Theorists such as Carole Pateman and Benjamin Barber suggest that democratic participation will engage citizens and lead them to have more positive regard for political processes and democratic practices. The American states provide a setting where provisions for direct voter participation in legislation vary substantially. If participatory institutions have an 'educative role' that shapes perceptions of government, then citizens exposed to direct democracy may be more likely to claim they understand politics and be more likely to perceive that they are capable of participation. They may also be more likely to perceive that government is responsive to them. We merge data on state-level political institutions with data from the 1992 American National Election Study to test these hypotheses with OLS models. Our primary hypotheses find support. We present evidence that the effects of exposure to direct democracy on internal and external political efficacy rival the effects of formal education.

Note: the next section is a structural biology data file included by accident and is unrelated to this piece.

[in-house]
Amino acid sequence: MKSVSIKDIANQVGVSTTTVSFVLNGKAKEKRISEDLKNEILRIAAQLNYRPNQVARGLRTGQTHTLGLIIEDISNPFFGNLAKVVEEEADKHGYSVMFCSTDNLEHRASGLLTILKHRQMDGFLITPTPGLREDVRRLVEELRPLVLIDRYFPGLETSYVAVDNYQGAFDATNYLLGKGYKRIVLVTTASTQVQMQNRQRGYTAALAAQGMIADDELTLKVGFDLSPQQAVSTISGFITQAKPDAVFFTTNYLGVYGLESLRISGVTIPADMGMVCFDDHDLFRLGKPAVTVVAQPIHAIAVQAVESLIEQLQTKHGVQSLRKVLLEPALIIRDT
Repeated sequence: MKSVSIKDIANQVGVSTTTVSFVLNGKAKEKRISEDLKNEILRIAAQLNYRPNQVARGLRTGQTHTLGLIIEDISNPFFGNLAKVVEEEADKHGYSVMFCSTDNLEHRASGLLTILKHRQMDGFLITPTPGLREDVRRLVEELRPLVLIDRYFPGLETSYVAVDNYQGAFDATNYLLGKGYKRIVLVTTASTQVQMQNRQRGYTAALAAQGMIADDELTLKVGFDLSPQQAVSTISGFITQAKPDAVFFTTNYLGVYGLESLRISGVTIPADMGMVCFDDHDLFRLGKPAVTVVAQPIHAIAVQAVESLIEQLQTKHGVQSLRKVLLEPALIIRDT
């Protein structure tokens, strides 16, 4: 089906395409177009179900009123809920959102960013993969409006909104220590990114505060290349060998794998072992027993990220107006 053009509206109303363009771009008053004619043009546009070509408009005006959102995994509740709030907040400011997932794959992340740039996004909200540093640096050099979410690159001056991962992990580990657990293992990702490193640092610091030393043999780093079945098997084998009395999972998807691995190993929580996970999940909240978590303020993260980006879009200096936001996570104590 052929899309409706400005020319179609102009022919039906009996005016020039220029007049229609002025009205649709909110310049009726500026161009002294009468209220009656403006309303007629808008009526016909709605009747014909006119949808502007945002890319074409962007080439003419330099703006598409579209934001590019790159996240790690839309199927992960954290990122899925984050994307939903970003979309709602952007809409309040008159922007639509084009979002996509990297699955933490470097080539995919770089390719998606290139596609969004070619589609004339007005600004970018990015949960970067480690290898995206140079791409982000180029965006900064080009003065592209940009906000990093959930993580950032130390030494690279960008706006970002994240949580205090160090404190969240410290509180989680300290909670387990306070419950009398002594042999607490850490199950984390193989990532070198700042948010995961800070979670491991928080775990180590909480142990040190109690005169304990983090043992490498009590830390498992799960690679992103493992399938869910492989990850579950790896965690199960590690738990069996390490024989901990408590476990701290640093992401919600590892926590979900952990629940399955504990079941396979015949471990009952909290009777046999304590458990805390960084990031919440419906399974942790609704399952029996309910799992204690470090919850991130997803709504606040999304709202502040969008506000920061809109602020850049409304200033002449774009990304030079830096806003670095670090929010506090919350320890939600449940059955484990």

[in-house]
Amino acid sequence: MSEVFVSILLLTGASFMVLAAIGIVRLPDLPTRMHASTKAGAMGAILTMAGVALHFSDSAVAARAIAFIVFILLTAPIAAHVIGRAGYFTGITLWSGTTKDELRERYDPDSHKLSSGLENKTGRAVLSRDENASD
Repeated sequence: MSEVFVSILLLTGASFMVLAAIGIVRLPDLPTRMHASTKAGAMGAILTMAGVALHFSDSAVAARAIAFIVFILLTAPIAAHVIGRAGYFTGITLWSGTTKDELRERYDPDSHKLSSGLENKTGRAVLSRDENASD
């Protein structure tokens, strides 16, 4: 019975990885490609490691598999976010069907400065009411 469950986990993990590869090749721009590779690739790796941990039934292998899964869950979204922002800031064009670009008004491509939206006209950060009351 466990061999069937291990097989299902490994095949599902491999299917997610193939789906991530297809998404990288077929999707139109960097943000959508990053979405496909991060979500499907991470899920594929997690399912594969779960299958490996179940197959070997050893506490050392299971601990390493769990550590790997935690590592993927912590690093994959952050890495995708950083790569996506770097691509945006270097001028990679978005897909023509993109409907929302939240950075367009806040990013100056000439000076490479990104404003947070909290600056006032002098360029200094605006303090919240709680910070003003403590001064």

British Journal of Political Science
Required Publisher's Statement
British Journal of Political Science / Volume 32 / Issue 02 / April 2002, pp 371-390
Copyright © 2002 Cambridge University Press
DOI: http://dx.doi.org/10.1017/S0007123402000157 (About DOI), Published online: 28 March 2002
Stable URL: http://www.jstor.org/stable/4092223
Donovan, Todd and Bowler, Shaun, "Democracy, Institutions and Attitudes about Citizen Influence on Government" (2002). Political Science Faculty Publications. 6.